Amid the doldrums in the shipbuilding industry, Chinese yards are struggling to survive. Jinhai Heavy Industry (JHI), an affiliate shipyard of China’s transport giant HNA Group, is eyeing a major transformation. The yard has been stung by many cancellations.
According to Li Weijian, president of JHI, the shipyard has been making efforts to optimise its assets through streamlining its businesses and enhancing its technical level.
JHI has spun off and integrated several departments of the shipyard in the areas of design, sales and production, to make them run as independent subsidiaries to increase operation efficiency.
“The move has made our operation network more clear,” Li says.
“I think currently the major problem in the domestic shipbuilding industry is not overcapacity but lack of efficiency. It might not be obvious in the good times, but when the market got worse, the drawbacks in production have been enlarged by the capital leverage,” Li says.
According to Li, JHI is transforming the shipyard from traditional heavy industry to a precision industry firm in terms of both production and technology in order to get more high-value added orders.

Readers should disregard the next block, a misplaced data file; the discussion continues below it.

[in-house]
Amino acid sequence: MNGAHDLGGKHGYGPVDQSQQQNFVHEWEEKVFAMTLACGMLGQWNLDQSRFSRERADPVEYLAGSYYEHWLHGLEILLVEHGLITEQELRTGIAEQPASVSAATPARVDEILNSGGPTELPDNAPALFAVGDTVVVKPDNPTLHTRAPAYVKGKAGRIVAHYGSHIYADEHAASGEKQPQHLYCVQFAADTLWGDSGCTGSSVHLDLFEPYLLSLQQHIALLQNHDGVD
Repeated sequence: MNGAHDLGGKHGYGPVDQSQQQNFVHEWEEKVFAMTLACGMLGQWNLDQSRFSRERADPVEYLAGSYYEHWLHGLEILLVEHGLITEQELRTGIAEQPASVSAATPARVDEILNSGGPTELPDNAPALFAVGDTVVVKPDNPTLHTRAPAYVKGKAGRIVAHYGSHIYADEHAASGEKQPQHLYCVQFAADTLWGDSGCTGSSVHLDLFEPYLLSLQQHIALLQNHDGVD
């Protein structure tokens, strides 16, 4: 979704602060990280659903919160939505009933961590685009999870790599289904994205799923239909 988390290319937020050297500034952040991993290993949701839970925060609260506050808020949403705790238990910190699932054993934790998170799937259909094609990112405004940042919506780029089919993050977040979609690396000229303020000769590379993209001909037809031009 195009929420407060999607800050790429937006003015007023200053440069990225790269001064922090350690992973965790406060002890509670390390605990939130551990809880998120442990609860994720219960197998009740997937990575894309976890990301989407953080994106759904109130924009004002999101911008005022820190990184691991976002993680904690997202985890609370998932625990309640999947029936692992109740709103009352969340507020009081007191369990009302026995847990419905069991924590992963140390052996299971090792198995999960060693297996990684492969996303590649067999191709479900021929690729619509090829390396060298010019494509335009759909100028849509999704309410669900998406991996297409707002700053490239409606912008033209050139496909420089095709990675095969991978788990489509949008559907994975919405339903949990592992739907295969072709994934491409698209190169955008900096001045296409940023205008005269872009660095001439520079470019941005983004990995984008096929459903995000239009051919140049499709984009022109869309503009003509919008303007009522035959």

Currently JHI has on hand orders for 62 vessels, with high-value added vessel types – including mega containerships, VLCCs and offshore platforms – accounting for more than 90% of the orders.
The shipyard has also used some idle capacity to develop its ship repair business. JHI established a dedicated ship repair subsidiary in 2015 and is now looking to develop a ship repair base in Zhoushan.
“Zhoushan has all the conditions needed to become the world’s largest ship repair base,” Li said.
“In these challenging times, the shipbuilding industry needs a re-balance between supply and demand. We as a shipyard need to join the revolution in both production and technology, so we can recover fast when the next round of opportunities come,” Li concludes.